When Soviet cosmonaut Yuri Gagarin became the first human in space in 1961, he was also the first person to eat aboard a spacecraft. Gagarin dined on beef and liver paste, followed by chocolate sauce, squeezed into his mouth from aluminum tubes.
Things have changed significantly since then, but it’s been an evolutionary process. The first batch of American Mercury astronauts also ingested food from tubes (John Glenn was limited to applesauce), but the longer missions featured free-dried dishes reconstituted with water from the ship’s onboard supply. The Apollo moon missions relied on freeze-dried foods as well, but the choices had increased to 70 items. A freezer was added to Skylab, America’s first space station, allowing for a much greater range of culinary options.
With the International Space Station, dining in space escalated to another level. Since 2004, none other than superstar chef Alain Ducasse has been developing dishes for the module. He is assisted by Thierry Marx, head chef at the Paris Mandarin Oriental and the Michelin-starred Jules Verne restaurant at the Eiffel Tower. For French astronaut Thomas Pesquet, who arrived at the ISS on a SpaceX rocket several weeks ago, the menu will include boeuf bourguignon, lobster, cod with black rice and almond tarts with caramelized pears. On a previous mission, Pesquet had macarons delivered to celebrate his birthday.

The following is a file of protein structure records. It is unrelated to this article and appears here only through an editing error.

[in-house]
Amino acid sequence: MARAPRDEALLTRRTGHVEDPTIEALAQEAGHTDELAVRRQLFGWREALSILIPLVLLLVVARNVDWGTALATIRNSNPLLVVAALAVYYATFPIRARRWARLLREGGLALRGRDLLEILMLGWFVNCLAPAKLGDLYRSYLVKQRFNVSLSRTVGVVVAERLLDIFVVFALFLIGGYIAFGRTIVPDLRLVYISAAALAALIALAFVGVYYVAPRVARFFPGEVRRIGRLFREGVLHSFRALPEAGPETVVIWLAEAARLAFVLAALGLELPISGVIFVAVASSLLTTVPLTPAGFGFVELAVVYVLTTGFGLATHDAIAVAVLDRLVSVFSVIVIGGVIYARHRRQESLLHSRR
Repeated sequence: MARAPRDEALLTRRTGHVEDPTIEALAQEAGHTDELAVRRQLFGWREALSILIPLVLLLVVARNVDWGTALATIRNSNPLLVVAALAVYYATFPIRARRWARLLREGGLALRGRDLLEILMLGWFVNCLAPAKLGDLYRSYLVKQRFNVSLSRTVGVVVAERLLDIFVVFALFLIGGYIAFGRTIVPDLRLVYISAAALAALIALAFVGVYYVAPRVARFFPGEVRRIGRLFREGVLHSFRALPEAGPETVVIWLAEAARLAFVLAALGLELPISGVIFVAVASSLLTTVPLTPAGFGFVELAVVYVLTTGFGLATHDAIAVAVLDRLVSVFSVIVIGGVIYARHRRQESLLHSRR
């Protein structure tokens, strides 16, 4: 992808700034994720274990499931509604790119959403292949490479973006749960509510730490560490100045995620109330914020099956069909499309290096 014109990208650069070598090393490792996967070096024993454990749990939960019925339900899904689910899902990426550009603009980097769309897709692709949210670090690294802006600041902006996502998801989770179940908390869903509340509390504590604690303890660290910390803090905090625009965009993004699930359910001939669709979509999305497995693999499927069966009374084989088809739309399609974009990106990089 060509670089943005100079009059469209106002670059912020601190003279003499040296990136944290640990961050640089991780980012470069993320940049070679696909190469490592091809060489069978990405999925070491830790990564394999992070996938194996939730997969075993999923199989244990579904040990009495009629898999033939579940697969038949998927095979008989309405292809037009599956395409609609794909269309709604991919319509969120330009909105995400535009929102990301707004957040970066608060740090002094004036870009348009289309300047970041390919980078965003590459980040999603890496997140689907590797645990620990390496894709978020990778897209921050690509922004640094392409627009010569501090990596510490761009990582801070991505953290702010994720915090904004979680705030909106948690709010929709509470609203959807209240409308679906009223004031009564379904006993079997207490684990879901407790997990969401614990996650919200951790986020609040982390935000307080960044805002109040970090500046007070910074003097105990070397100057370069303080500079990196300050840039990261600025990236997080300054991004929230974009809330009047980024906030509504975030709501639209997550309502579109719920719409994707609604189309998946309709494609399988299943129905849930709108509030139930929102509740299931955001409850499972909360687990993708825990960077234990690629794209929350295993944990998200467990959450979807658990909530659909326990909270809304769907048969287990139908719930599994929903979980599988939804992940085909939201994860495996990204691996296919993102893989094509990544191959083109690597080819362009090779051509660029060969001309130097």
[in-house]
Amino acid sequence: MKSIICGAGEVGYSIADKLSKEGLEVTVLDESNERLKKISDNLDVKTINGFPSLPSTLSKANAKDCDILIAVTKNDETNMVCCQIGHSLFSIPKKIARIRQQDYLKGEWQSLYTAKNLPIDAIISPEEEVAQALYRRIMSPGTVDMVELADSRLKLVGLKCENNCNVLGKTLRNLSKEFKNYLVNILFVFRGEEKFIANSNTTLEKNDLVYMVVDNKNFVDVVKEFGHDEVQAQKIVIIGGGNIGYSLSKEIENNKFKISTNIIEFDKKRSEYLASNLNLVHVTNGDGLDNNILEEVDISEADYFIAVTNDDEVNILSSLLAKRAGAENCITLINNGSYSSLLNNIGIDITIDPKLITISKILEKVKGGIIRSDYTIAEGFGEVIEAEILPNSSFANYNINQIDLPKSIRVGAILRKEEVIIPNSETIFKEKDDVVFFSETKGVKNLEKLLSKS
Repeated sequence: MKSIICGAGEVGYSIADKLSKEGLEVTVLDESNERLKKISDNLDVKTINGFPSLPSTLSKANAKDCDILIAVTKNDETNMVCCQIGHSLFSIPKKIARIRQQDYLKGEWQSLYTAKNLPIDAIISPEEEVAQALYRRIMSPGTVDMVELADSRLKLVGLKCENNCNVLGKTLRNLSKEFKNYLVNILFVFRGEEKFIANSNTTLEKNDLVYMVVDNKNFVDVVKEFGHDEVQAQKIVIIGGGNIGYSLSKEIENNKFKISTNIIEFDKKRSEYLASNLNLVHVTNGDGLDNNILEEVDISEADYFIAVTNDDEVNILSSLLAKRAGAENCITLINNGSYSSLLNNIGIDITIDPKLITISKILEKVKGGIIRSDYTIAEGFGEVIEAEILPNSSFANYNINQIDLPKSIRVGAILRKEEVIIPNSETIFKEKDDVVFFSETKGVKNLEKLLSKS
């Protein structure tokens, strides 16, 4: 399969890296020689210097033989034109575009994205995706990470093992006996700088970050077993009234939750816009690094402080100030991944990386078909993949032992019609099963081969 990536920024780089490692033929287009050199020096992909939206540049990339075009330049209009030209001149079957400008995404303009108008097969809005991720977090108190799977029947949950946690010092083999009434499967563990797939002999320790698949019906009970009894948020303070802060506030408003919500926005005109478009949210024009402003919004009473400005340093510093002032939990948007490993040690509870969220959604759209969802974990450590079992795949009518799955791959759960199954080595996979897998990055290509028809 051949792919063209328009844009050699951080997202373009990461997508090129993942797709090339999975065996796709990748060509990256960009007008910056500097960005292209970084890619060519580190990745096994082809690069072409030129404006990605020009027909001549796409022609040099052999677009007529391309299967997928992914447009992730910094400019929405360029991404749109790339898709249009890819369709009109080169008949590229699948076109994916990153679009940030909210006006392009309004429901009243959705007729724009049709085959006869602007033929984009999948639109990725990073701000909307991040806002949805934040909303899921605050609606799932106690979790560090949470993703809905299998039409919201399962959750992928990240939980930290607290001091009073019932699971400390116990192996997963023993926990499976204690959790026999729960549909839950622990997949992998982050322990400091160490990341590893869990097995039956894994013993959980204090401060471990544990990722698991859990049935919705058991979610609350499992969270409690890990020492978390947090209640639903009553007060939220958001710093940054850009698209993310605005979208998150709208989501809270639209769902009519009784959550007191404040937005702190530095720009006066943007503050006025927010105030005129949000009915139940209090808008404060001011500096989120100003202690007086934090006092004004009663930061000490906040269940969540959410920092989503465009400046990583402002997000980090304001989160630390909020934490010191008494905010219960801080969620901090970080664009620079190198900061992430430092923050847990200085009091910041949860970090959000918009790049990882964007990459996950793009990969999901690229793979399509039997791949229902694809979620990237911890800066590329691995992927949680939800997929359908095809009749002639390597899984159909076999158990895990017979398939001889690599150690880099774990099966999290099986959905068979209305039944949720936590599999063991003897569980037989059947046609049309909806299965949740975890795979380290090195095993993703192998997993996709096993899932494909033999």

Certain foods do better than others in space. Over time, bread has proven unreliable, since the crumbs that break off can circulate in the weightless cabin and threaten the spacecraft’s electronic equipment; tortillas have become the go-to alternative. Alcohol is forbidden. While foods have to be low in sodium, sugar and fat, dishes tend to be bland and need to be spiked with salt, pepper and hot sauce to liven them up. One of the biggest drawbacks has been the lack of fresh fruits and vegetables; on longer missions, the crew has successfully grown lettuce and radishes aboard the ISS.
Prior to each mission the astronauts visit the test kitchens at NASA, where they can sample recipes and plan out menus for their time in space. Since the crew is international, they have the option of including typical dishes from their native countries, including Malaysian satay, kimchee and sushi. It may not be equivalent to Ducasse’s three-star palaces in London or Monte Carlo, but it’s a long way from applesauce in a tube.
Mark Spivak specializes in wine, spirits, food, restaurants and culinary travel. He is the author of several books on distilled spirits and the cocktail culture, as well as three novels. His latest release, Impeachment, is now available on Amazon.